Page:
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Course Main course
Place of origin Puerto Rico
Serving temperature Hot
Main ingredients Plantains, Chicharrón, olive oil, and garlic
Variations Fufu, Tacacho, Cayeye, Mangú
Other information Popular throughout:
Puerto Rico
Dominican Republic
New York City
Cookbook: Mofongo  Media: Mofongo

Mofongo (Spanish pronunciation: [moˈfoŋɡo]) is a fried plantain-based dish. It is typically made with fried green plantains mashed together in a pilón (wooden mortar and pestle), with broth, garlic, olive oil, and pork cracklings (Chicharrón) or bits of bacon. It can be filled with vegetables, chicken, crab, shrimp, or beef and is often served with fried meat and chicken broth soup.[1] Mofongo relleno is mofongo served with braised meat or seafood poured over it.


Mofongo is an Afro-Puerto Rican dish that has clear roots in the west African Fufu. Fufu is made from various starchy vegetables and was introduced to the Caribbean by Africans in the Spanish New World colonies such as Cuba (fufu de plátano), Dominican Republic (mangú), and Puerto Rico (mofongo). Fufu consists of starchy root vegetables and plantains boiled then mashed until a dough-like consistency with water, butter, or milk.


A pilón to make Mofongo

Mofongo evolved from fufu and is most often made from plantains, but other starchy roots can also be used. The plantains and/or starchy roots are cut about half inch thick and deep fried. When done the plantains/roots are crisp outside but dense inside. The plantains/roots are then mashed with broth, olive oil, garlic, pork cracklings, and seasoning. The consistency of mofongo is much more stiff than fufu.


It is also common in Puerto Rico to make mofongo with cassava (mofongo de yuca), taro and eddoe (mofongo de malanga y yautía), bread fruit (mofongo de pana), or a combination of cassava, ripe and green plantains (trifongo), ripe and unripe plantains (mofongo de amarillo).

Thanksgiving is an American holiday that has been adopted by Puerto Rico. Turkey is the main focus on every thanksgiving table and is traditional stuffed with bread. The traditional bread stuffing is replaced with mofongo de batata (plantain and sweet potato mofongo) in Puerto Rico and Puerto Ricans homes outside the commonwealth.

Frito-Lay produces MoFongo Snax, a combined plantain chips, cassava chips and pork rinds into one bag.

Mofongo has become popular with Dominicans and have their own unique liking. Dominicans add queso frito (fried cheese) and replace the olive oil with butter. The plantains in making traditional mofongo are not always fried but boiled.

Mofongo outside of Puerto Rico[edit]

In Cuba mofongo is called Machuquillo. The plantains are not fried but boiled. Machuquillo is often garnished with parsley and served with roasted pork or chicken.

During the 1960s many Dominicans who feared the dictatorship of Rafael Trujillo fled to Puerto Rico and New York City. Mofongo caught on quickly with Dominicans living in Puerto Rico and New York City. Plantains are a Dominican staple and their third most important crop after rice and beans. Mofongo is a flagship food for many Dominican restaurants.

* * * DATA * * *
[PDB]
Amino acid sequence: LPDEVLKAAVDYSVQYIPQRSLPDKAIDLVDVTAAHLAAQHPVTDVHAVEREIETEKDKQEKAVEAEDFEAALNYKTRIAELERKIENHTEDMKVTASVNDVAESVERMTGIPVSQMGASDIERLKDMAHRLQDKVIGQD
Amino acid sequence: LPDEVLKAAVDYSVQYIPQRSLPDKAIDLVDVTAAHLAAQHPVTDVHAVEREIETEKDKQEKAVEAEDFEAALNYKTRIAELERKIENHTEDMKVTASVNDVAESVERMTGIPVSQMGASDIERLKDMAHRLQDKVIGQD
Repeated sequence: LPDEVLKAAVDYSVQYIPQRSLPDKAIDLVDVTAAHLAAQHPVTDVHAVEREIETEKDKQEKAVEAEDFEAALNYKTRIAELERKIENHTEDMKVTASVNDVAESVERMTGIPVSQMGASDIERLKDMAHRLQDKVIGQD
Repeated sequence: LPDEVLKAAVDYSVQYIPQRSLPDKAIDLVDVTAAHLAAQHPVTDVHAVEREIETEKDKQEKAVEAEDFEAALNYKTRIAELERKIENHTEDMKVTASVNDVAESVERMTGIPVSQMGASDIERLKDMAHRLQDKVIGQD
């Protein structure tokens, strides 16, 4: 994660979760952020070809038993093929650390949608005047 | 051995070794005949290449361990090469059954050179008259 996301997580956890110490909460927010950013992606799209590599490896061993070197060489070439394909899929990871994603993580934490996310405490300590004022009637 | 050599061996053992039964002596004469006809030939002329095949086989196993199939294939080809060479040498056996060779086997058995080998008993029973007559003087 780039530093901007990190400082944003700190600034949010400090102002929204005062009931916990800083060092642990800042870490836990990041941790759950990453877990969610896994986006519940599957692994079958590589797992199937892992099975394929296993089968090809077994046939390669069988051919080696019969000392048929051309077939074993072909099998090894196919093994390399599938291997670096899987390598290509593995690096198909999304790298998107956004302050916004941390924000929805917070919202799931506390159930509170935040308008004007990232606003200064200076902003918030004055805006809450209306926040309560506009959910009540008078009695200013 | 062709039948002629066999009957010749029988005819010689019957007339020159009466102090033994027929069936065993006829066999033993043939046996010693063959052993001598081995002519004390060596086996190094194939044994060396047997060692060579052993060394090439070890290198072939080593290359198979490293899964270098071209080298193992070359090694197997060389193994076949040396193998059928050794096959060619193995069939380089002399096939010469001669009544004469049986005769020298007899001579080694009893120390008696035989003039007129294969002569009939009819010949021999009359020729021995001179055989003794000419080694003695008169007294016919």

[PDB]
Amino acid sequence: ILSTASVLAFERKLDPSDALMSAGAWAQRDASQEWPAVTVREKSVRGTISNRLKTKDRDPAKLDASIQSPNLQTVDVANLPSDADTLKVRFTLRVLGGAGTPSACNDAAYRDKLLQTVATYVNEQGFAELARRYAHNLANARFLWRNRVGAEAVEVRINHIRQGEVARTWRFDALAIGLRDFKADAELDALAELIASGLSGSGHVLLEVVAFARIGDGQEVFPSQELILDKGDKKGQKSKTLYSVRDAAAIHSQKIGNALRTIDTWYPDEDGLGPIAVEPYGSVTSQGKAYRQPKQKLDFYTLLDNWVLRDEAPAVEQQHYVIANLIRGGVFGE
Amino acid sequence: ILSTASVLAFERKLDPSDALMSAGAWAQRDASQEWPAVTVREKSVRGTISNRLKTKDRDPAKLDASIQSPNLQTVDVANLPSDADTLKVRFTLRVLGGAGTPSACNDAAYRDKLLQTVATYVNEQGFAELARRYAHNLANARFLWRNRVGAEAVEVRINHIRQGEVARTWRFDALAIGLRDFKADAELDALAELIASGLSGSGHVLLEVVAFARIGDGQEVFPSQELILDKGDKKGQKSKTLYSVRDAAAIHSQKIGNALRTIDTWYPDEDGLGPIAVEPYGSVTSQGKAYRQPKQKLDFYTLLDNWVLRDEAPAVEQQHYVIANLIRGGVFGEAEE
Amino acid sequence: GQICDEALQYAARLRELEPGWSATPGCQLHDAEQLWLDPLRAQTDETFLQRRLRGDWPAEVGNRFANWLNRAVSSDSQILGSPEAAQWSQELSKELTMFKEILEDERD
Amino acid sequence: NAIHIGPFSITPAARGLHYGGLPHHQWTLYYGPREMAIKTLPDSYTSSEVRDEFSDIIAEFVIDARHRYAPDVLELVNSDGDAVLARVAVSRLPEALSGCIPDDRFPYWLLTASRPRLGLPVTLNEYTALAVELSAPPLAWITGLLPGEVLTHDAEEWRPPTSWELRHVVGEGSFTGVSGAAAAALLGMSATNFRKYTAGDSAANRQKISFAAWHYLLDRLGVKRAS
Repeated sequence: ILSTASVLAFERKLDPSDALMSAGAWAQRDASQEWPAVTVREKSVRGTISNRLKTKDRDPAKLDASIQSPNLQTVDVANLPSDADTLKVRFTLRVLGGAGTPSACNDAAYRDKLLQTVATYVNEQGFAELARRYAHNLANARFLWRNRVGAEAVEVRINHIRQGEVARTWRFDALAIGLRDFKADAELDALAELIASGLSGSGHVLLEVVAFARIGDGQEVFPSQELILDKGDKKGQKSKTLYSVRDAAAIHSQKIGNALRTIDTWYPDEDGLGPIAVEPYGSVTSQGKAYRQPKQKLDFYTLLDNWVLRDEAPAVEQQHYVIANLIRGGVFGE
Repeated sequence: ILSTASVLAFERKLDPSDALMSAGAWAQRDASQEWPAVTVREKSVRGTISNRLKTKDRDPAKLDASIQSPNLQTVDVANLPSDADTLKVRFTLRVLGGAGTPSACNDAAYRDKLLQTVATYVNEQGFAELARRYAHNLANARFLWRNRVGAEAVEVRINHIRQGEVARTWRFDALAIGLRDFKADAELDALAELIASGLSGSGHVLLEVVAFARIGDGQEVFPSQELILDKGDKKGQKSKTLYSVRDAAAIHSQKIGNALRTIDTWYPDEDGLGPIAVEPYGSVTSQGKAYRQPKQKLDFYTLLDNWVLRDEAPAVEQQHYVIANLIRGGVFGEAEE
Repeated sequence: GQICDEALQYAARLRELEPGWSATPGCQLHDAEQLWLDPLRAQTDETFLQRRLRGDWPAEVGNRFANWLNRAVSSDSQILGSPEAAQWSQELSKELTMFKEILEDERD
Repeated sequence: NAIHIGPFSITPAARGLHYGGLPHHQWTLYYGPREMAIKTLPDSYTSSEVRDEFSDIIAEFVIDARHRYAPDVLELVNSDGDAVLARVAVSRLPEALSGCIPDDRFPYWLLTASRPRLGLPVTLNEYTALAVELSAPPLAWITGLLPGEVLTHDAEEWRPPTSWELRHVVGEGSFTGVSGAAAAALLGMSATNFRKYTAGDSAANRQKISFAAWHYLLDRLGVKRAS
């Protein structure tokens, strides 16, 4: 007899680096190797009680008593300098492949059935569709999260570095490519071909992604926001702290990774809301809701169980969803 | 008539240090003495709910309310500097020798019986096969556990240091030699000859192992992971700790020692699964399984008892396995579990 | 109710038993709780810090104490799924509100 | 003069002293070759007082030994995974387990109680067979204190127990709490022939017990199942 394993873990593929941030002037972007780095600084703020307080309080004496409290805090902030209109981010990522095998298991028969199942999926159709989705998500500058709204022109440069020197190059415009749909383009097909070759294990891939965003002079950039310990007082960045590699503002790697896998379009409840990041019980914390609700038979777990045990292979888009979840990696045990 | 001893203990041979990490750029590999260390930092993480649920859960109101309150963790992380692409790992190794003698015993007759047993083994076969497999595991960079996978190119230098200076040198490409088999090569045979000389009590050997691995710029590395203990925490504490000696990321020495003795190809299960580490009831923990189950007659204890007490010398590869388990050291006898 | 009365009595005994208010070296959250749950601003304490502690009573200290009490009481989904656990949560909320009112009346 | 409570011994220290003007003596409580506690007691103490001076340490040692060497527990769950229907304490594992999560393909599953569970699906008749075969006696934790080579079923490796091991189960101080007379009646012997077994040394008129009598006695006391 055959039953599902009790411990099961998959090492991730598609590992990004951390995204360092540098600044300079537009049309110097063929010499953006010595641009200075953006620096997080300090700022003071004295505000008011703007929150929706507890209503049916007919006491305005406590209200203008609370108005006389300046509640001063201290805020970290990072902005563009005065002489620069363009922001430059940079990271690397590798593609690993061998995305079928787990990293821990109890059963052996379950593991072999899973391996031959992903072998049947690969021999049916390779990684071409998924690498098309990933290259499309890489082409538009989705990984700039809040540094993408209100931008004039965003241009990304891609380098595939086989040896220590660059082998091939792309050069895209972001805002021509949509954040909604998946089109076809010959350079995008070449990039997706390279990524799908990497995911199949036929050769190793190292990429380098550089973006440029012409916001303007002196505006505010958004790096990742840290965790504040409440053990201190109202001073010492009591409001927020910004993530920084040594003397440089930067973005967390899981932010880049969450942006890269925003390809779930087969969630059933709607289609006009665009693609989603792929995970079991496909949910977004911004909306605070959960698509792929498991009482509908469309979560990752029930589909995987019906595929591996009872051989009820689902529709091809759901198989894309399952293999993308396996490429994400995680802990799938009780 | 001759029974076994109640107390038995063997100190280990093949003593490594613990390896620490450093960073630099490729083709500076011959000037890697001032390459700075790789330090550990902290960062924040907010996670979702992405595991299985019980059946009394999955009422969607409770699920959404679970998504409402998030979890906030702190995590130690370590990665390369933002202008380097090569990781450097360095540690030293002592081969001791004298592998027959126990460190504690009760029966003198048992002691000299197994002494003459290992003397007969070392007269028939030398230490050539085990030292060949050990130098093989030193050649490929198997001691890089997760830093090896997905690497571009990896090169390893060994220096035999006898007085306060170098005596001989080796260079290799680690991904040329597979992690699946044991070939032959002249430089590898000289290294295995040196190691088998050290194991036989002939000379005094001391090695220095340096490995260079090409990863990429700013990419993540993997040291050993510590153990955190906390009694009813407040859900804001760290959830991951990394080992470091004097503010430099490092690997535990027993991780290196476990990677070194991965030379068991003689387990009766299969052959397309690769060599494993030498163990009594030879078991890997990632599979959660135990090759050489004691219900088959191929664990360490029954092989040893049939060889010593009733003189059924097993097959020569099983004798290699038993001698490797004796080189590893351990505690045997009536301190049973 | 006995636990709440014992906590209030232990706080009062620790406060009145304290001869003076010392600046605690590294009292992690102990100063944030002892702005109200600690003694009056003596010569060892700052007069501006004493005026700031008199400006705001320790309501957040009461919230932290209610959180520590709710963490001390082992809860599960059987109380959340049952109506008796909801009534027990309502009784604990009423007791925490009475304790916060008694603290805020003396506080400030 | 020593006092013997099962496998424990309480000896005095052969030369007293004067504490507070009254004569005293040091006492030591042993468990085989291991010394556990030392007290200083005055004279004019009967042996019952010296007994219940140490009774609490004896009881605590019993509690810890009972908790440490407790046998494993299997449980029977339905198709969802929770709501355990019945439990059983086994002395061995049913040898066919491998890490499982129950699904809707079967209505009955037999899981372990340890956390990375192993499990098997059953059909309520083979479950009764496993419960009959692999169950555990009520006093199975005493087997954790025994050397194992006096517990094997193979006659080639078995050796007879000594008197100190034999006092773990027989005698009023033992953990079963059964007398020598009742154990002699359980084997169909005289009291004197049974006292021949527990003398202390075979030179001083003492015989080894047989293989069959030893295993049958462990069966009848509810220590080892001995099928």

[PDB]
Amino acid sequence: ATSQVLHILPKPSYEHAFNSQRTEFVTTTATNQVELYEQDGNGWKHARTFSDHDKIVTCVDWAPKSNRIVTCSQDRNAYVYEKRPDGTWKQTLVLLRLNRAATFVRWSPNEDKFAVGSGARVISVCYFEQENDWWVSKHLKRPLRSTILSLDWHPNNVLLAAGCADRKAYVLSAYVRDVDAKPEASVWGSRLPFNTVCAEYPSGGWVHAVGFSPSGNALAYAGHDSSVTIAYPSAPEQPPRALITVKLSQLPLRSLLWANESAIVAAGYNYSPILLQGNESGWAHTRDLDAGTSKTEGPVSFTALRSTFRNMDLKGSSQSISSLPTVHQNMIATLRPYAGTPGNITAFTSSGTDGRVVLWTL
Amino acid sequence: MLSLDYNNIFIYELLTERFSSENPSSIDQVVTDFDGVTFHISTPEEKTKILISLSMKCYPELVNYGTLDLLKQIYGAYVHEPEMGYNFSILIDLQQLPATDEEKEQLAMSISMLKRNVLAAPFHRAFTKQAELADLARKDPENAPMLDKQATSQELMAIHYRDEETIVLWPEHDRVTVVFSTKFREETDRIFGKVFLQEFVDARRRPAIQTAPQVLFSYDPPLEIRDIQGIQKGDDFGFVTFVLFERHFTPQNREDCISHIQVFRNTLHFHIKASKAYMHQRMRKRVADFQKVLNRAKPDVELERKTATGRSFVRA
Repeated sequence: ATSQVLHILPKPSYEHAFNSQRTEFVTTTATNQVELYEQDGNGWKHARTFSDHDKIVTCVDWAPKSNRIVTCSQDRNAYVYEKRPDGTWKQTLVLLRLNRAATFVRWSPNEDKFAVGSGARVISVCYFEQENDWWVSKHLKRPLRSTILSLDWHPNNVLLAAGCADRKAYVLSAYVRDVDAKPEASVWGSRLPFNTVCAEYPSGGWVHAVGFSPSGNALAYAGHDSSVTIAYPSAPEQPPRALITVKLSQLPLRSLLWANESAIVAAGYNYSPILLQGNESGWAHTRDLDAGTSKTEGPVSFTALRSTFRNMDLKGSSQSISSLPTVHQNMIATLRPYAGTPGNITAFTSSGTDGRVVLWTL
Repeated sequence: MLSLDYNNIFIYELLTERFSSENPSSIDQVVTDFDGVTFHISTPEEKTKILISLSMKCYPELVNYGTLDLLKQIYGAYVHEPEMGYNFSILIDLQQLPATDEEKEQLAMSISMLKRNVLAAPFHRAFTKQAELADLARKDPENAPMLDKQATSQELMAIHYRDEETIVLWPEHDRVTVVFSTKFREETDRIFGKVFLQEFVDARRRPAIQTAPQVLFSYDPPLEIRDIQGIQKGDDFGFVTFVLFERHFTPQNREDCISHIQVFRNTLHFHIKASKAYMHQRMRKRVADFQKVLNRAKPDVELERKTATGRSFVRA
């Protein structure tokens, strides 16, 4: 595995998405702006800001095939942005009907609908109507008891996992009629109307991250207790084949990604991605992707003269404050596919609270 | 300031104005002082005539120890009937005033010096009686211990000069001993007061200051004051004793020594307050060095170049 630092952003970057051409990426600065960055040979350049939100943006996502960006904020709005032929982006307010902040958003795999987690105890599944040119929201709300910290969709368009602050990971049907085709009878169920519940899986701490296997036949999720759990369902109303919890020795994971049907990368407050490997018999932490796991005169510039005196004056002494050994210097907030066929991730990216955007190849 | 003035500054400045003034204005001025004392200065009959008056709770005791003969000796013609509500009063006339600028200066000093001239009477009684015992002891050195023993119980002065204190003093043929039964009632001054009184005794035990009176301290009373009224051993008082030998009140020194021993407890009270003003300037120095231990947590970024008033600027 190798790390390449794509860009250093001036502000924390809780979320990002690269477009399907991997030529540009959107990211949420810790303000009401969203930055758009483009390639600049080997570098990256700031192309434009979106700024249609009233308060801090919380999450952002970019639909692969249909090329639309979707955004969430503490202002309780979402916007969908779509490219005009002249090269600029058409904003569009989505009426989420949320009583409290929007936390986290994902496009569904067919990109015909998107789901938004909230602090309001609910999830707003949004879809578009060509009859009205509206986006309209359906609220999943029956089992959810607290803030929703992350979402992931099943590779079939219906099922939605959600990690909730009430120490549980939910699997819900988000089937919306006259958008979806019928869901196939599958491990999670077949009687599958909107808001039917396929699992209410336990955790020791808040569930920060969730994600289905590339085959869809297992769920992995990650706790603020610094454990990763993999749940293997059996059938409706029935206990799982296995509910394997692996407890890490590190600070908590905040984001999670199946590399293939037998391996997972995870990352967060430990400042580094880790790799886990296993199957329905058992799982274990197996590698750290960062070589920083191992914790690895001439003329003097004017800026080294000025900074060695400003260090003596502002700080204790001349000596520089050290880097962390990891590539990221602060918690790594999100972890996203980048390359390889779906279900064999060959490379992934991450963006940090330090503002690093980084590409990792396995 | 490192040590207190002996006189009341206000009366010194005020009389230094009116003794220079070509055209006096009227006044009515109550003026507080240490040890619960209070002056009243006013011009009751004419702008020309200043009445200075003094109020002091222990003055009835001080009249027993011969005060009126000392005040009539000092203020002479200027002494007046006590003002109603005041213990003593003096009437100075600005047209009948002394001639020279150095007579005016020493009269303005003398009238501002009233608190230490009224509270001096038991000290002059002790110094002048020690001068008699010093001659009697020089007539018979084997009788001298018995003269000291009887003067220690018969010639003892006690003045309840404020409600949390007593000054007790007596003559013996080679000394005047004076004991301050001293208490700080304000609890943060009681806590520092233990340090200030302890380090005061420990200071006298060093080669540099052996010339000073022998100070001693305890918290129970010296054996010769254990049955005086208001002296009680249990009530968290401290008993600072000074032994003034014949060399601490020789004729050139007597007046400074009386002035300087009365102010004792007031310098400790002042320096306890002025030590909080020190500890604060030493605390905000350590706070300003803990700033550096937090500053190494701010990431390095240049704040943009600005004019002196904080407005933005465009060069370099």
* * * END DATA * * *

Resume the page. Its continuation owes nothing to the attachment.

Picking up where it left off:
Mofongo is also popular in New York, New Jersey, Chicago, Florida, and anywhere large numbers of Puerto Ricans or Dominicans reside.[citation needed]

In popular culture[edit]

Food Network chef and host Guy Fieri featured mofongo from Benny's Seafood (in Miami, Florida) and from El Bohio (in San Antonio, Texas) on two separate episodes of his show Diners, Drive-Ins and Dives. He liked the dish so much that he called it the "best fried thing I ever ate" on an episode of the show The Best Thing I Ever Ate.[2]

Mofongo is featured in a Season 2 episode of Chef Wanted with Anne Burrell as the opening dish challenge.

In a Season 3 episode of Sanford and Son, Lamont tells his father that he has met their new next-door neighbor, Puerto Rican Julio Fuentes. Lamont tells his father that Fuentes gave him "a dish of some stuff that was terrific", which was mofongo.[3]

In The HBO Series How to Make it in America, Episode 5 of the second season is entitled "Mofongo". In it, the dish is prepared and served by one of the characters.

An episode of the Travel Channel's Man v. Food Nation set in Harlem showed the host, Adam Richman, visiting a Spanish Harlem restaurant called La Fonda Boricua, where they make a giant 12-plantain mofongo called the "Mofongaso".

Perhaps the oldest song mentioning mofongo is called Puertorriqueño by Joe Valle and César Concepción.

Singer Ismael Rivera with conductor Rafael Cortijo sung a plena song called Mofongo Pelao about mofongo.

Pun pun catalu is a merengue song by Celia Cruz with Willie Colón. The song is about how Cuba, Dominican Republic and Puerto Rico share similarities. She mentions how mashed plantains with pork cracklings are called fufú in her Cuba, mangú in Quisqueya (Dominican Republic), and mofongo in Borinquen (Puerto Rico).

Puerto Ricos oldest group El Gran Combo de Puerto Rico plays a salsa song called El Menu about popular food in Puerto Rico. Andy Montañez brings up mofongo, saying "Tráigame el mofongo" (bring the mofongo) over backup vocals as they sing "Y después que le pongan salsa" (and then put sauce).

Daniel Santos and Davilita two jibaros sing about native culture of Puerto Rico on a song called "Go Home Yankee". Mofongo is one of the native foods that Santos sings about in the song.

See also[edit]


  1. ^ Antonio Benítez Rojo (1996). The repeating : the Caribbean and the postmodern perspective. James E. Maraniss (translation). Duke University Press. p. 97. ISBN 0-8223-1865-2. 
  2. ^ Video: Guy Fieri on Mofongo on Food Network
  3. ^ [1]

External links[edit]